Wednesday, May 05, 2010

Tessera Acquires Siimpel for $15M

Business Wire: Tessera acquires Siimpel, a provider of MEMS-based AF actuator for camera phones. Tessera will pay approximately $15M in cash, subject to various standard closing conditions. Tessera does not anticipate a revenue contribution in the second quarter of 2010 from this acquisition.

Founded in 2000, Siimpel has 42 employees and is headquartered in Arcadia, CA. The company has 65 patents and patent applications for its technology.


  1. Great for Tessera, very good for the remaining Siimpel employees, very bad for most of us that bought stock. I hope Tessera can get this very promising technology back on track. It's been painful to watch the engine sputter and almost stall on this muscle car.

  2. 42 employees sounds like way too many for this transaction. The cost of holding those employees is too high and Tessera won't need them all. These guys added too many employees, which is probably why the car is stalled.

  3. I don't understand this comment. How do you know how many employees are required to roll out real product? 42 is a low number in my opinion, esp. if MEMS fab is performed on site and there is any volume involved.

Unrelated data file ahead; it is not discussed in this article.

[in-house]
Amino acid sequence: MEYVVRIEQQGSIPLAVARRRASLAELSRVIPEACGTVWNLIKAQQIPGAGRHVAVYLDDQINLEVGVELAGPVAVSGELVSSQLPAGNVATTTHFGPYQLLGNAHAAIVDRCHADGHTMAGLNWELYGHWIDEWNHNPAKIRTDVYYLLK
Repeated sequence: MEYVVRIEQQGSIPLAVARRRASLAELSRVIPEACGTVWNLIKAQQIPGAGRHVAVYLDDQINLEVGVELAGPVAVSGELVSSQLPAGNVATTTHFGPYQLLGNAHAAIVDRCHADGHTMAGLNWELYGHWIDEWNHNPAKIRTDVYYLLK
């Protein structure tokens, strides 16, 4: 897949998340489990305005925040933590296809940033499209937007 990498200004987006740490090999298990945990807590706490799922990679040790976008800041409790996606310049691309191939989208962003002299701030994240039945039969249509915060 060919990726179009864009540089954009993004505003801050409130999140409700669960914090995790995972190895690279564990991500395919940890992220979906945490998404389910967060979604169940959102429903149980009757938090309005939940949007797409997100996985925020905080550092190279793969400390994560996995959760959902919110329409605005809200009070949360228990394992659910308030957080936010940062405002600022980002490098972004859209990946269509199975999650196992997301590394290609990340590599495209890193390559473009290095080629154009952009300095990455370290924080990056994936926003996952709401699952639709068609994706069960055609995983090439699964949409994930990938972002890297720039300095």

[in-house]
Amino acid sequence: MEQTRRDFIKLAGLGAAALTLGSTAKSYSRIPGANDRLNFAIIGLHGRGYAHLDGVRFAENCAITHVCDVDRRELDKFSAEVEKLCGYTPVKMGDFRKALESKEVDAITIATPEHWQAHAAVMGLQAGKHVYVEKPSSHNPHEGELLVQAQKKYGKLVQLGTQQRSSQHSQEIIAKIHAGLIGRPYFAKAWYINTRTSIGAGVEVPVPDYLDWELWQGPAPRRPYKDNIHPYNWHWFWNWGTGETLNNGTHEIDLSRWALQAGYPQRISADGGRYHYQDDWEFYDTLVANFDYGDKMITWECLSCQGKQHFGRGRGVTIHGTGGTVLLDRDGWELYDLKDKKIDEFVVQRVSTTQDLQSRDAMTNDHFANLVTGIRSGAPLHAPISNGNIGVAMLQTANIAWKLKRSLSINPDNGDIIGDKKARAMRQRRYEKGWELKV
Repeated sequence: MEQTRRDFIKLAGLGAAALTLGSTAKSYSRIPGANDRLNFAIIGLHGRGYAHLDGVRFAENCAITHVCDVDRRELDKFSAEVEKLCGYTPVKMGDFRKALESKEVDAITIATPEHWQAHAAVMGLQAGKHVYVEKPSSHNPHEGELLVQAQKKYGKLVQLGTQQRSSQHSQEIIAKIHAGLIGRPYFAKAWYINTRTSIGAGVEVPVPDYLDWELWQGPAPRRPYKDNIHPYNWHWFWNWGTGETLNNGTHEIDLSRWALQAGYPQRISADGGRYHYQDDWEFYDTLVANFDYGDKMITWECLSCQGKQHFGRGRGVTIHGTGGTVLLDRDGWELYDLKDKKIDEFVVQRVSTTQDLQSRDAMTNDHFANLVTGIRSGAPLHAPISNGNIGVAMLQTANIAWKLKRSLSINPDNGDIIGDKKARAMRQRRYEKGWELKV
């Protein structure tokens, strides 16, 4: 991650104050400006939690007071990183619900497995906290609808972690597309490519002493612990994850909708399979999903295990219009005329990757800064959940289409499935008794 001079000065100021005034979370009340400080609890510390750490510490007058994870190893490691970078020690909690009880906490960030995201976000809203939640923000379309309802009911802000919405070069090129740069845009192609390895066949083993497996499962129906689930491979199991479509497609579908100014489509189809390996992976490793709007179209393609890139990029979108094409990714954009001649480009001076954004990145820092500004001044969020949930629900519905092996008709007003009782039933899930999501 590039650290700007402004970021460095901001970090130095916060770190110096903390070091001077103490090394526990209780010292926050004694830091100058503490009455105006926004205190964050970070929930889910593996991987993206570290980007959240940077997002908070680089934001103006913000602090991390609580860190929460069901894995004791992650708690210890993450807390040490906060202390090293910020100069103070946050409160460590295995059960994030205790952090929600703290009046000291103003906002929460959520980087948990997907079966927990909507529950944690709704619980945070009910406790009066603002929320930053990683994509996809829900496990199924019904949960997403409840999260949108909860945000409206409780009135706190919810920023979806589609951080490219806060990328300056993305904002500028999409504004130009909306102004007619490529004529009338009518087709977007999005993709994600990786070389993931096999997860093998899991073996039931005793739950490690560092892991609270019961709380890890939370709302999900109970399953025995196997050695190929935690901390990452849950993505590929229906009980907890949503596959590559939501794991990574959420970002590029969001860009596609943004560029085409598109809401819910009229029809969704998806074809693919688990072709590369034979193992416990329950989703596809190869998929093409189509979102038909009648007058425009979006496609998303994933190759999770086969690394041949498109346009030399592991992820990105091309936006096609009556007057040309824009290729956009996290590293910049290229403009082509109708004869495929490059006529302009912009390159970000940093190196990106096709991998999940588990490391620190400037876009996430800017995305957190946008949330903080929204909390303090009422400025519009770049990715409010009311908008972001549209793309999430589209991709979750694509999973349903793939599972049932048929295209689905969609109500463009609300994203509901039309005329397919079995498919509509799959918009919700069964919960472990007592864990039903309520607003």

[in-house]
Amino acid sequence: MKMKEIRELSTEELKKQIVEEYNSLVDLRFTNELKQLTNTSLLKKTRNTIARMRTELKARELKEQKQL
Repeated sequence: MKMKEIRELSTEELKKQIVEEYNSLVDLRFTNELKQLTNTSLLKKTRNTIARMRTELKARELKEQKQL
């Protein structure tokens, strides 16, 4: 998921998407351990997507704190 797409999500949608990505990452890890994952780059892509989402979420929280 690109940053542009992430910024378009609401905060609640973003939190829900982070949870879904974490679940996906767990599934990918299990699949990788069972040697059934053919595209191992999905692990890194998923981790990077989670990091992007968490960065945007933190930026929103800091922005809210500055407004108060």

If it was just a patent-play, then that would be a different story. I don't believe that is why Tessera acquired Siimpel.

    I don't know much about Siimpel since leaving in 2007, except that the subsequent implosion of Moto had a big negative impact on their business plans. But prior to that, Siimpel's MEMS AF was the best AF technology out there according to to feedback from various module makers.

    Now Tessera has that technology plus EDOF. I think they are in a good position for the near future.

  4. I think this is a first step of Tessera to move one step closer to the MEMS packaging area. If there are a lot of similarities between image sensors and MEMS Packaging, still, big difference are there between the two markets so I guess that Tessera was both interested in Siimpel bor camera module but also for specific MEMS IP, MEMS equipment & facility, people and know-how.

  5. It seems like a lot of investment money (from Motorola, Koreans, and others) went into Siimpel--roughly $65 million. Still, Siimpel sold to Tessera for only $15. Isn't this an indication that Siimpel's MEMS-based solution is a no-go? There are some very smart people across the globe who decided that $50 million of their investment in this technology was dead money and it was time to move on, after all...


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